Republican presidential candidate Donald Trump is toning down his compliments for Russia and Vladimir Putin as such rhetoric got him in trouble recently. After calling on Russia to find 30.000 missing emails from rival Hillary Clinton, Trump told reporters he doesn't know Putin and never called him a great leader, just one who's better than President Barack Obama. Putin has welcomed Trump's overtures, but, as Zlatica Hoke reports, ordinary Russians say they are not putting much faith in Trump.
    Video

    Video Uganda Unveils its First Solar-powered Bus

    A solar-powered bus described by its Ugandan makers as the first in Africa has made its public debut. Kiira Motors' electric bus, Kayoola, displayed recently at a stadium in Uganda's capital. From Kampala, Maurice Magorane filed this report narrated by Salem Solomon.
    Video

    Video Silicon Valley: More Than A Place, It's a Culture

    Silicon Valley is a technology powerhouse and a place that companies such as Google, Facebook and Apple call home. It is a region in northern California that stretches from San Francisco to San Jose. But, more than that, it's known for its startup culture. VOA's Elizabeth Lee went inside one company to find out what it's like to work in a startup.
    Video

    Video Immigrant Delegate Marvels at Democratic Process

    It’s been a bitter and divisive election season – but first time Indian-American delegate Dr. Shashi Gupta headed to the Democratic National Convention with a sense of hope. VOA’s Katherine Gypson followed this immigrant with the love of U.S. politics all the way to Philadelphia.
    Video

    Video Dutch Entrepreneurs Turn Rainwater Into Beer

    June has been recorded as one of the wettest months in more than a century in many parts of Europe. To a group of entrepreneurs in Amsterdam the rain came as a blessing, as they used the extra water to brew beer. Serginho Roosblad has more to the story.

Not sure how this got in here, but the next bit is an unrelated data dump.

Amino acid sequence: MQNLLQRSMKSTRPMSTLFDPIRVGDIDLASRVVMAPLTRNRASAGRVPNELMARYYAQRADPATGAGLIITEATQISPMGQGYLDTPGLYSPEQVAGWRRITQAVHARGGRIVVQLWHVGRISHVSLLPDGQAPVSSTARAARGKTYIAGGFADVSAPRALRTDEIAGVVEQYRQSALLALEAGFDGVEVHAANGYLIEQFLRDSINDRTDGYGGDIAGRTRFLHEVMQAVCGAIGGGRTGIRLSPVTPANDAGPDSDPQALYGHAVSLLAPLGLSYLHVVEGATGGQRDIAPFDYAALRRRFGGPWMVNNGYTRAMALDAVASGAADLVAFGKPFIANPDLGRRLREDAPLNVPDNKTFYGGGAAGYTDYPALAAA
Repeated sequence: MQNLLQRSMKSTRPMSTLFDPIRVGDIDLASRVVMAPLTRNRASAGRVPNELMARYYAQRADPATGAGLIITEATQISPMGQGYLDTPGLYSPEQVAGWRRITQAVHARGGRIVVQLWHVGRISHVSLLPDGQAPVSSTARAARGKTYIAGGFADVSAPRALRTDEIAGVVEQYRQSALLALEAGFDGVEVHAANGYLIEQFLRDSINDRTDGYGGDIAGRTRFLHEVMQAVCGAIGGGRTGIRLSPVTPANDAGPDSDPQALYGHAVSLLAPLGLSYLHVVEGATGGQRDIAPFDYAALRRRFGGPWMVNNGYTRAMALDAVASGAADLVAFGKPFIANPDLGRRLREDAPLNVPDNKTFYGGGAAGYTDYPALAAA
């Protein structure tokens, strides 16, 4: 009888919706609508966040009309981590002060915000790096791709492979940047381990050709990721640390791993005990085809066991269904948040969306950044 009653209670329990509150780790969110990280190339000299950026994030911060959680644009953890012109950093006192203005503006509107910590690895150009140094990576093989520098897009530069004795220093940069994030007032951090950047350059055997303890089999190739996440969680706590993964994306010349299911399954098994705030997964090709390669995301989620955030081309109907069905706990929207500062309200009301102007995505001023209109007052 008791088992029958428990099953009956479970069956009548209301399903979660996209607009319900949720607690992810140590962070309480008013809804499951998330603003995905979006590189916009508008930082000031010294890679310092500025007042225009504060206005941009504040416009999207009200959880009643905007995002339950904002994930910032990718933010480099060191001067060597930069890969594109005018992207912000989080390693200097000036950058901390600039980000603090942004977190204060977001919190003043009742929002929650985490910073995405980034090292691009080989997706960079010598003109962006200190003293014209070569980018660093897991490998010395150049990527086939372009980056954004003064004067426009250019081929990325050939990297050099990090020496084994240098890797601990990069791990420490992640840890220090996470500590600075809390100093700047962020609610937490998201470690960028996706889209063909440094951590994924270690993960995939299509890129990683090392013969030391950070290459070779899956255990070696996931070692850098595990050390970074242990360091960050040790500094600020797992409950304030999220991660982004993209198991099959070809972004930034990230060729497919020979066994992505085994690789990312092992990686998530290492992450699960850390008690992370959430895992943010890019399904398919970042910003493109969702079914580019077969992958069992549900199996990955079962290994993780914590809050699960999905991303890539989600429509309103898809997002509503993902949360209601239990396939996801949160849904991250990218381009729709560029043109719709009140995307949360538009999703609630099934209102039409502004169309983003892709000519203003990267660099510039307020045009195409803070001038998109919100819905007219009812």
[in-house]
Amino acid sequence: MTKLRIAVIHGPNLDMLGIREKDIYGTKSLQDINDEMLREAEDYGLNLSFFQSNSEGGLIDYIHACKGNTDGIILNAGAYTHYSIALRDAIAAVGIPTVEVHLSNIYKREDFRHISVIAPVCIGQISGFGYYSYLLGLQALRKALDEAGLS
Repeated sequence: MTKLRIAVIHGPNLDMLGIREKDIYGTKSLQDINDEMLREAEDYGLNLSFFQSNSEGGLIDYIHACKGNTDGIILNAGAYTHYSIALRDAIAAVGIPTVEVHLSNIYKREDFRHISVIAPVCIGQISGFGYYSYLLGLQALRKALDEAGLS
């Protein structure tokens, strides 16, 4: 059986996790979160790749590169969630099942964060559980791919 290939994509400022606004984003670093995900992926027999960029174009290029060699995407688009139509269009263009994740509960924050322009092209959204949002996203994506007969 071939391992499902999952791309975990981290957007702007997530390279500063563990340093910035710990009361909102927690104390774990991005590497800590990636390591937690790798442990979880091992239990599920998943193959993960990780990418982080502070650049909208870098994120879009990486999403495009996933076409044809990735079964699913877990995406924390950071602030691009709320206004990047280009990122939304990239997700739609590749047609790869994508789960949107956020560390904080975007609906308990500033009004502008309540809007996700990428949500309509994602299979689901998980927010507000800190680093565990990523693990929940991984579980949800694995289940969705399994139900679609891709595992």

Video

    Video Commerce Thrives on US-Mexico Border

    At the Democratic Convention in Philadelphia this week, the party’s presumptive presidential nominee, Hillary Clinton, is expected to attack proposals made by her opponent, Republican presidential nominee Donald Trump, to build a wall along the U.S.-Mexico border. Last Friday, President Barack Obama hosted his Mexican counterpart, President Enrique Peña Nieto, to underscore the good relations between the two countries. VOA’s Greg Flakus reports from Tucson.
    Video

    Video Film Helps Save Ethiopian Children Thought to be Cursed

    'Omo Child' looks at effort of African man to stop killings of ‘mingi’ children
    Video

    Video London’s Financial Crown at Risk as Rivals Eye Brexit Opportunities

    By most measures, London rivals New York as the only true global financial center. But Britain’s vote to leave the European Union – so-called ‘Brexit’ – means the city could lose its right to sell services tariff-free across the bloc, risking its position as Europe’s financial headquarters. Already some banks have said they may shift operations to the mainland. Henry Ridgwell reports from London.

    Special Report

    Adrift The Invisible African Diaspora